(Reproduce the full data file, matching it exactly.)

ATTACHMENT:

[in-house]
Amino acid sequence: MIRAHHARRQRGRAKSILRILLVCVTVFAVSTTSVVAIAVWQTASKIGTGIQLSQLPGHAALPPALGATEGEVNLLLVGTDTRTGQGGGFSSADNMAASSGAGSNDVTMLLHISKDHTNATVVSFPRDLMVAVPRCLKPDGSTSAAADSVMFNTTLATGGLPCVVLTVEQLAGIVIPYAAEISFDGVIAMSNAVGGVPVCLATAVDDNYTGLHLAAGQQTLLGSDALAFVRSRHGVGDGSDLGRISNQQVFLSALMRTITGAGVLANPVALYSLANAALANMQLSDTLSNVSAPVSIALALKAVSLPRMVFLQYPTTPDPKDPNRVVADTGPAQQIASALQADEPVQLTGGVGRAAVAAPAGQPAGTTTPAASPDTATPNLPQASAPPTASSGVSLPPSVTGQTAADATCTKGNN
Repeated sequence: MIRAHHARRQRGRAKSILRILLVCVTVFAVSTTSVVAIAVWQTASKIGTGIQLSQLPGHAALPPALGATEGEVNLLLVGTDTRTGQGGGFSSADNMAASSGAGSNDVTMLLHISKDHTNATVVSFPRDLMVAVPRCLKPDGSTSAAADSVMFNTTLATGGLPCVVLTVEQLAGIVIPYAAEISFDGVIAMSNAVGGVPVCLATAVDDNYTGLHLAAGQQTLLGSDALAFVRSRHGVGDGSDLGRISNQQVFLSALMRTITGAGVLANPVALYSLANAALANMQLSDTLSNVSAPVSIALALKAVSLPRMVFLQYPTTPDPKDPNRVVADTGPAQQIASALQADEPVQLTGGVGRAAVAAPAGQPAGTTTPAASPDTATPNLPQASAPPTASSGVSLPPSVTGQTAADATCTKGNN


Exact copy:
[in-house]
Amino acid sequence: MIRAHHARRQRGRAKSILRILLVCVTVFAVSTTSVVAIAVWQTASKIGTGIQLSQLPGHAALPPALGATEGEVNLLLVGTDTRTGQGGGFSSADNMAASSGAGSNDVTMLLHISKDHTNATVVSFPRDLMVAVPRCLKPDGSTSAAADSVMFNTTLATGGLPCVVLTVEQLAGIVIPYAAEISFDGVIAMSNAVGGVPVCLATAVDDNYTGLHLAAGQQTLLGSDALAFVRSRHGVGDGSDLGRISNQQVFLSALMRTITGAGVLANPVALYSLANAALANMQLSDTLSNVSAPVSIALALKAVSLPRMVFLQYPTTPDPKDPNRVVADTGPAQQIASALQADEPVQLTGGVGRAAVAAPAGQPAGTTTPAASPDTATPNLPQASAPPTASSGVSLPPSVTGQTAADATCTKGNN
Repeated sequence: MIRAHHARRQRGRAKSILRILLVCVTVFAVSTTSVVAIAVWQTASKIGTGIQLSQLPGHAALPPALGATEGEVNLLLVGTDTRTGQGGGFSSADNMAASSGAGSNDVTMLLHISKDHTNATVVSFPRDLMVAVPRCLKPDGSTSAAADSVMFNTTLATGGLPCVVLTVEQLAGIVIPYAAEISFDGVIAMSNAVGGVPVCLATAVDDNYTGLHLAAGQQTLLGSDALAFVRSRHGVGDGSDLGRISNQQVFLSALMRTITGAGVLANPVALYSLANAALANMQLSDTLSNVSAPVSIALALKAVSLPRMVFLQYPTTPDPKDPNRVVADTGPAQQIASALQADEPVQLTGGVGRAAVAAPAGQPAGTTTPAASPDTATPNLPQASAPPTASSGVSLPPSVTGQTAADATCTKGNN